Monthly Archives: June 2012

Happy Dependence Day

 

Wednesday we will celebrate the anniversary of when the United States first declared its independence from the oppressive empire of Britain.  (This is history, not politics.)  In contrast, every Sunday, as believers we celebrate our dependence on Jesus Christ.  The United States, at its very foundation, gained its freedom by declaring itself sovereign then fighting and winning a war for liberty. As believers, we recognize Christ as our sovereign.  We trust in the battle that Christ won on our behalf; His death on the cross a substitute for our sin, His resurrection from the dead that we might have life.

The slave does not remain in the house forever, the son remains forever.  So if the Son sets you free, you will be free indeed. John 8:35-36

In this word picture, Jesus explains why He, the Son of God, had to be the One to pay the debt of sin owed by humanity.  We are all slaves to sin because of our sin nature.  We owe a debt that we cannot pay.  As slaves, we do not have authority over sin.  We cannot break its power over us by our mere, limited words.  But Jesus could pay our debt and He did.  And after paying our debt, Jesus as God’s Son, has the authority to declare us free!  And He does, to all who believe in Him and call upon His name!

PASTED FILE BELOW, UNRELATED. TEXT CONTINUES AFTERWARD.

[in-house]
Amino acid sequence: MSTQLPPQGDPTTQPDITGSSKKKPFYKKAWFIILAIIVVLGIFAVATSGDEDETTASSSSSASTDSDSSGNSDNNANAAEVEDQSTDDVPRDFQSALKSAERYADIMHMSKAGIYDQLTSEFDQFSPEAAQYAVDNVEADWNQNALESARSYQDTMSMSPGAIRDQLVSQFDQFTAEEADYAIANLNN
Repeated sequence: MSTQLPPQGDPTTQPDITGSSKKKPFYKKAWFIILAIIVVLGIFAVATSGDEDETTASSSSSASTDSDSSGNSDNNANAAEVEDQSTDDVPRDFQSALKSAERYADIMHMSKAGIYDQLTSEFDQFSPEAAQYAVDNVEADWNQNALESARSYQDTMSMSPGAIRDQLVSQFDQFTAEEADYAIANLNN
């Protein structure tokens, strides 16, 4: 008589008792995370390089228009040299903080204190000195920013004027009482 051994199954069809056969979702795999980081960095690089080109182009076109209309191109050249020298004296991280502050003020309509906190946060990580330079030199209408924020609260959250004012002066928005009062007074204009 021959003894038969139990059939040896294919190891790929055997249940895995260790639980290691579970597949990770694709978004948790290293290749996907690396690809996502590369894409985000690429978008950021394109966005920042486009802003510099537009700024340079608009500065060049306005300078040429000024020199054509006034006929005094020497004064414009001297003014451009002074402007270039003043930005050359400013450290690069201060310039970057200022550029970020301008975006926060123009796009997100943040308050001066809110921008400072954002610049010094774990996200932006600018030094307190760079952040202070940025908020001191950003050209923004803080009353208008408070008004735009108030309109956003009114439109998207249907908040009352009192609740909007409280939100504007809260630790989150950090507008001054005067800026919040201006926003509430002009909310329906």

Christ is the One who has made us free!  Let us celebrate our dependence on Him.

This post originally appeared in “The Connection.”  The Sunday morning publication of First Southern Baptist Church Lawrence.

 


From The Inside Out

From The Inside Out

by Joel Houston

Verse 1
A thousand times I’ve failed
Still Your mercy remains
And should I stumble again
Still I’m caught in Your grace
Everlasting
Your light will shine when all else fades
Never-ending
Your glory goes beyond all fame

Verse 2
Your will above all else
My purpose remains
The art of losing myself
In bringing You praise
Everlasting
Your light will shine when all else fades
Never-ending
Your glory goes beyond all fame

Pre-Chorus
In my heart in my soul
Lord I give You control
Consume me from the inside out Lord